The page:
Feedback received during this process largely centered around safety concerns and the understanding that, historically, a movement to lower-cost settings (such as ASCs) resulted in decreased reimbursement without any real cost savings to the surgery center and with an increasing regulatory burden over the years. Because safety standards would need to be uniform across all settings, it is hard to imagine how OBS would sufficiently reduce costs to offset a reduced level of reimbursements.4-6


OBS procedures are defined as those that are relatively low risk and do not require emergency room equipment and staff who can handle possible emergencies. Patients with multiple comorbidities and on multiple medications are those most at risk for unexpected events, although any case can transform from “routine” to complicated without warning. Currently, standards and regulatory oversight of OBS vary widely between states, with some states only requiring completion of a form vs. requirement of accreditation similar to current ASC accreditation in more stringent states.7

Also in 2016, a retrospective study of 21,501 cataract surgeries in the Denver metropolitan area Kaiser office reported good visual outcomes and acceptable safety measures in patients selected for OBS in a single, large, controlled health system. Mean postoperative BCVA was 20/28, and intraoperative and postoperative complications were low.8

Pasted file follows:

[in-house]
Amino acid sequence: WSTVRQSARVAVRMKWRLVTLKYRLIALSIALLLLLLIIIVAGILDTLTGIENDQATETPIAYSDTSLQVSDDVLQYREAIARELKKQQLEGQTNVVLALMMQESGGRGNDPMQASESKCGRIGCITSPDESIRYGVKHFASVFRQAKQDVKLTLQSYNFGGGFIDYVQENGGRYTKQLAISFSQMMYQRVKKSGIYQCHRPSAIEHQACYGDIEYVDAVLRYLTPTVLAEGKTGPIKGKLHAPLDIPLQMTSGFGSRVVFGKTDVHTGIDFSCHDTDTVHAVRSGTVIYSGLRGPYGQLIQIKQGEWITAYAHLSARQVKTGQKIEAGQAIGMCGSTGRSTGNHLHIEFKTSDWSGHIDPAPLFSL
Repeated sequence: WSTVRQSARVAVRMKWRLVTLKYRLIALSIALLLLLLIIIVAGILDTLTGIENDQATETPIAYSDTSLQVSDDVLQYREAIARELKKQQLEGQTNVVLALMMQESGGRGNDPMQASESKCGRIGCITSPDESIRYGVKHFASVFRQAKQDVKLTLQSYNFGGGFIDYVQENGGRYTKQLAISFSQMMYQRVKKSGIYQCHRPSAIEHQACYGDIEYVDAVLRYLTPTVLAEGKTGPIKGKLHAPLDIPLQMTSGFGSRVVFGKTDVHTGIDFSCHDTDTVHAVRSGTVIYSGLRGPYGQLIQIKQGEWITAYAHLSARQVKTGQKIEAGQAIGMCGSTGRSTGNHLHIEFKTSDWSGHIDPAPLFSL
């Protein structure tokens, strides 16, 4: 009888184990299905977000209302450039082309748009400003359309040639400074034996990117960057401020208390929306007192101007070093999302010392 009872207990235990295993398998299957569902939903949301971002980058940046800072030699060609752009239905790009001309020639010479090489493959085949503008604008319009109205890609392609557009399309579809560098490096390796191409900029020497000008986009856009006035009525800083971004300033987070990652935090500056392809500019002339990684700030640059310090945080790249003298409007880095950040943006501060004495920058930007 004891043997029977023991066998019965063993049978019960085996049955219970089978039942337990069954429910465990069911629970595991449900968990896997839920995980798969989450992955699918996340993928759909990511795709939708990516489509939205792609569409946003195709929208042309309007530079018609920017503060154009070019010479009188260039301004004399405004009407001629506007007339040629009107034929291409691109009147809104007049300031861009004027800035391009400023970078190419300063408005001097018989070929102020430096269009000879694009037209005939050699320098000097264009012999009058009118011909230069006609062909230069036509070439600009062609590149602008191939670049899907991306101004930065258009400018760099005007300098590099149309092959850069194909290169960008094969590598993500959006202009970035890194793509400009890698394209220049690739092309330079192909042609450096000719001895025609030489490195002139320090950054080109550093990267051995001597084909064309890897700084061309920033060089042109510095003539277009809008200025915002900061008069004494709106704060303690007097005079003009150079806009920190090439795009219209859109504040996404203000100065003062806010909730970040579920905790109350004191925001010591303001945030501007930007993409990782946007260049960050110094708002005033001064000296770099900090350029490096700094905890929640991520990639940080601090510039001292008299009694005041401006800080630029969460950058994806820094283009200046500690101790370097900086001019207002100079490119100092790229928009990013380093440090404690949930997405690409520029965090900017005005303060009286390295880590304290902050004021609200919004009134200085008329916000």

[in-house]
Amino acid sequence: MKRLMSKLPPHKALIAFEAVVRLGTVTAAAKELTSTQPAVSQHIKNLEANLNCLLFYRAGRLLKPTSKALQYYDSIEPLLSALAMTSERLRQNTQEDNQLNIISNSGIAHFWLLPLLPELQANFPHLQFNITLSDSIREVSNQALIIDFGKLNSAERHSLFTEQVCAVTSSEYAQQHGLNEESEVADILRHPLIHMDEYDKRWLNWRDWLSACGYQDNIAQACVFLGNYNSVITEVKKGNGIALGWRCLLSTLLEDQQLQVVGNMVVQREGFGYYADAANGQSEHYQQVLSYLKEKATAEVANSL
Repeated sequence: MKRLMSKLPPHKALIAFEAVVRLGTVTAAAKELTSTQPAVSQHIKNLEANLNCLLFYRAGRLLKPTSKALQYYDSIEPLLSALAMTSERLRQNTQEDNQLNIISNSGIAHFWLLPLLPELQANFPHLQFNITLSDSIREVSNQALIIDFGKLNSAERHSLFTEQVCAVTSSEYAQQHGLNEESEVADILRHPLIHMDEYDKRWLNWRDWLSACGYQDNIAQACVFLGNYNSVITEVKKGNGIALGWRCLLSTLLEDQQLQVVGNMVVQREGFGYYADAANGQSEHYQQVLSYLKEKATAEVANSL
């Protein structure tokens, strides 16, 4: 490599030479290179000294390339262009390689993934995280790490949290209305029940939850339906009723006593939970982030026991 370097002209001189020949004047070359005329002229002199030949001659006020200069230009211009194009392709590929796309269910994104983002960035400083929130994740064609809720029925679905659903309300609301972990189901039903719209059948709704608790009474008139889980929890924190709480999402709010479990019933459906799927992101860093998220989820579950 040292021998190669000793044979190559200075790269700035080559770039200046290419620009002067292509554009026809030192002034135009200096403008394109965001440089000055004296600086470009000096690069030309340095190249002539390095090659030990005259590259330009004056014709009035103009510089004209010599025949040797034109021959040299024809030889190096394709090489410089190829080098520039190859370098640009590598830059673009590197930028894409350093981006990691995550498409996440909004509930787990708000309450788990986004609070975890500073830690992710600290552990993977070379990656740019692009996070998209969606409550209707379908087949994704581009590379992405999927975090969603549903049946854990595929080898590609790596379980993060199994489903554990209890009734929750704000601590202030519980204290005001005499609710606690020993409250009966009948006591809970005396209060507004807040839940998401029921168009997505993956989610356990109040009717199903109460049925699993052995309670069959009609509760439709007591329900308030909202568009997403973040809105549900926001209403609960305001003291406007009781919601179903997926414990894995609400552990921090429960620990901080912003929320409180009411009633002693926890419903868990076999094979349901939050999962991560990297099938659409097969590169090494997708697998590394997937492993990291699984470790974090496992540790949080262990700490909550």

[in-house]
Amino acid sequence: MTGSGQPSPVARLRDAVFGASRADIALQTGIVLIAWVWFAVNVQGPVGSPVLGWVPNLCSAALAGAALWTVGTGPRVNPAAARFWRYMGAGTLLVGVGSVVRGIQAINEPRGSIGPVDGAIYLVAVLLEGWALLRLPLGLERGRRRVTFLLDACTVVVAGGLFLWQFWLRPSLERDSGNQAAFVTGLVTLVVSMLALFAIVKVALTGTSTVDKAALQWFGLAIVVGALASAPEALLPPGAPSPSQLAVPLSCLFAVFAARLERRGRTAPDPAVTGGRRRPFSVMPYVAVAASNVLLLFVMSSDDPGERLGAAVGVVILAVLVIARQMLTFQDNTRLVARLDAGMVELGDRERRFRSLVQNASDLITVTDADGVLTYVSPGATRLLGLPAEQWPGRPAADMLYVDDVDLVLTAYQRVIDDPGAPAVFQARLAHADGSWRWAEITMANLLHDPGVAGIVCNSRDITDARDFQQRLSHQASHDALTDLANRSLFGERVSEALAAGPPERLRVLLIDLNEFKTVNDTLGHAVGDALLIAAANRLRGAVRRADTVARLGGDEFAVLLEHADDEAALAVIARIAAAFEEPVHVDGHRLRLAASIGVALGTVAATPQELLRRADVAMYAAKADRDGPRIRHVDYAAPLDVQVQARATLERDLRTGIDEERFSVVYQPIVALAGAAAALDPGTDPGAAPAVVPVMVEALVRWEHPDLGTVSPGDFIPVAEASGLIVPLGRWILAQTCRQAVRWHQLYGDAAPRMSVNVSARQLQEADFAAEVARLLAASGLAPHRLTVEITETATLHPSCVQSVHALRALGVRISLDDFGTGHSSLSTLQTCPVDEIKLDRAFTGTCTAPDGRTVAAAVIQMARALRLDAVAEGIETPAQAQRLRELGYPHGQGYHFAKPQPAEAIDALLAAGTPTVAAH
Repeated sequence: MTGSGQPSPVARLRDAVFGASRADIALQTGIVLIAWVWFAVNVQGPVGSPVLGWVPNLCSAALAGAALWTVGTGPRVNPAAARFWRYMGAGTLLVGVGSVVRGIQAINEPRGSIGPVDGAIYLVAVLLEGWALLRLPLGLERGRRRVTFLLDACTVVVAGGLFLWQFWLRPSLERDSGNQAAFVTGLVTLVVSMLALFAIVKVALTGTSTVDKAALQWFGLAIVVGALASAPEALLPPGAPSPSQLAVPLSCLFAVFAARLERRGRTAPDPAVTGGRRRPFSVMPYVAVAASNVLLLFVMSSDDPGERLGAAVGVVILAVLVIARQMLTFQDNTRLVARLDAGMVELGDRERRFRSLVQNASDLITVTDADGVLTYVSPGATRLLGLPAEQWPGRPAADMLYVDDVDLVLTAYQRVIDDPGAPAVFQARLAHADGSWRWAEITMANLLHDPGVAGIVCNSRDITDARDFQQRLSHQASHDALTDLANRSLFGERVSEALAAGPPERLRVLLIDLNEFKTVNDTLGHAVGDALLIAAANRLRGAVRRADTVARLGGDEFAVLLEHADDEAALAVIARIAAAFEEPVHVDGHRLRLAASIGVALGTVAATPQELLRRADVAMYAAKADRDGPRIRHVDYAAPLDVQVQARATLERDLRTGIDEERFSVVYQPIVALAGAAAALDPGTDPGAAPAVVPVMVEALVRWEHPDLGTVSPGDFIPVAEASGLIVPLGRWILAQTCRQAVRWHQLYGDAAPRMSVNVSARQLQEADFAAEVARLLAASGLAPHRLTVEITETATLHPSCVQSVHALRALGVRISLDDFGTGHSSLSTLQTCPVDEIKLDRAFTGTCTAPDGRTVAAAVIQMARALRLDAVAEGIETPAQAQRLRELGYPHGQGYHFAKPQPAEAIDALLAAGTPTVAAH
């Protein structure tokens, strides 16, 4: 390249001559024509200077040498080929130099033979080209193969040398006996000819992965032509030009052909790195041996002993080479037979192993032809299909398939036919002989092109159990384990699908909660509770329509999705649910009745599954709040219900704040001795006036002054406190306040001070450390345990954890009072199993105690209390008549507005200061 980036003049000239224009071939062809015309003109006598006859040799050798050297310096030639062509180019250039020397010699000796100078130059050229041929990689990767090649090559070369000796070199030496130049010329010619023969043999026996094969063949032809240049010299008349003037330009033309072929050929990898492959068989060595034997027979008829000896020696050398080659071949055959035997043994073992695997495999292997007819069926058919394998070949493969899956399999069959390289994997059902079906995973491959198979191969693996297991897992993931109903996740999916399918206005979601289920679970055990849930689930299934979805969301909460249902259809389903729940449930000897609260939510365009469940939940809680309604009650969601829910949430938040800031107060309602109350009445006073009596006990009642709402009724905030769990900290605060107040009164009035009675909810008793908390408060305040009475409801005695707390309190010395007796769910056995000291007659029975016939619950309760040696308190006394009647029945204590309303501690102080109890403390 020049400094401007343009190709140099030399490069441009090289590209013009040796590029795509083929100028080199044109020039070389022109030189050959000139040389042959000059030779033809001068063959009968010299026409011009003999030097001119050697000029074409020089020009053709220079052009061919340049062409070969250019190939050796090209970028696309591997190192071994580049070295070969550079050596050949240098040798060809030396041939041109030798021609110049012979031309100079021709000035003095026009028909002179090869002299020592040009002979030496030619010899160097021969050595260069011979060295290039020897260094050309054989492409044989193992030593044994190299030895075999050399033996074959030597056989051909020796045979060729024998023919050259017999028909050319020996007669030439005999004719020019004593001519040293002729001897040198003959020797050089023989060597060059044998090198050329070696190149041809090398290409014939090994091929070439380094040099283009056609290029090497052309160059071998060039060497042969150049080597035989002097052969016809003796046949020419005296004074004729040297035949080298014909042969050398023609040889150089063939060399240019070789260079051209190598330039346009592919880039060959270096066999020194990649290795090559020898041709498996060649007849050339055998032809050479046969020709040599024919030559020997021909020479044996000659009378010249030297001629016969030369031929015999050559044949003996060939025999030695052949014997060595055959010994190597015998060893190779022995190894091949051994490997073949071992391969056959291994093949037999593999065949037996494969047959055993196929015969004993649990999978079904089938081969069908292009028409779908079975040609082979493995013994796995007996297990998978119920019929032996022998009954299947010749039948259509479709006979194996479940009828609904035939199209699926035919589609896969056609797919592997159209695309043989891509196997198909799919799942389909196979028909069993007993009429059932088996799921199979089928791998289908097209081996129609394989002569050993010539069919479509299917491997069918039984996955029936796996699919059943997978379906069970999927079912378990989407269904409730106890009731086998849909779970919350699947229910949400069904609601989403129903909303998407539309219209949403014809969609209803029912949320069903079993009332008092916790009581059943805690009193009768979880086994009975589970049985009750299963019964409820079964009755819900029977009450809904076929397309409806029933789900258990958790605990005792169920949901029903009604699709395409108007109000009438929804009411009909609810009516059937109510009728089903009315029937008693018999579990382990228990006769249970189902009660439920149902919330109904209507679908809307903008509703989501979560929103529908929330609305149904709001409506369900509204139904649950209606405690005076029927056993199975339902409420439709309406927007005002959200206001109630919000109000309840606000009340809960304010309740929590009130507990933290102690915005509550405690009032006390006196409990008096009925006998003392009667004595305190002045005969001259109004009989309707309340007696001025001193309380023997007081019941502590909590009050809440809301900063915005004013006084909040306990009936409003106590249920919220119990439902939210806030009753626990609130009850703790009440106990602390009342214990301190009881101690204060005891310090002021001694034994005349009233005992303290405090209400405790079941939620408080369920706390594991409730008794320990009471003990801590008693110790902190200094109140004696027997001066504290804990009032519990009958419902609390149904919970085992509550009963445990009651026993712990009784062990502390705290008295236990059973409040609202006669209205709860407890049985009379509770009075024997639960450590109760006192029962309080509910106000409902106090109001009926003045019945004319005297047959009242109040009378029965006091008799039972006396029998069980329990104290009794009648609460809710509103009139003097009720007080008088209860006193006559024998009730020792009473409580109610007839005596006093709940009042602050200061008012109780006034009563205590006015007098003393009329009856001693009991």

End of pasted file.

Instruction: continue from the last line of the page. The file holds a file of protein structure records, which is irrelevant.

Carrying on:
However, a larger safety concern remains: What happens when things don’t go as predicted or patients become unstable? The Kaiser offices have a “Nurse Stat” team and crash cart for emergencies and are located less than 1 mile from an affiliated hospital. Additionally, the Kaiser health network is a well-controlled and highly regulated organization that can systematize its processes of patient selection for OBS.


In August 2015, the Outpatient Ophthalmic Surgery Society (OOSS), in cooperation with the Ambulatory Surgery Center Association (ASCA) and the Society for Excellence in Eyecare (SEE), conducted a survey of 170 ophthalmic ASCs representing more than 400,000 cases. Their findings: Only 6% of cataract surgeries had no comorbidities (hypertension, cardiovascular disease, cerebrovascular disease, pulmonary disease, endocrine disease and cancer), 88% had two or more comorbidities and most patients were on multiple prescription medications at the time of surgery (69% were taking over five prescription medications related to comorbidities).2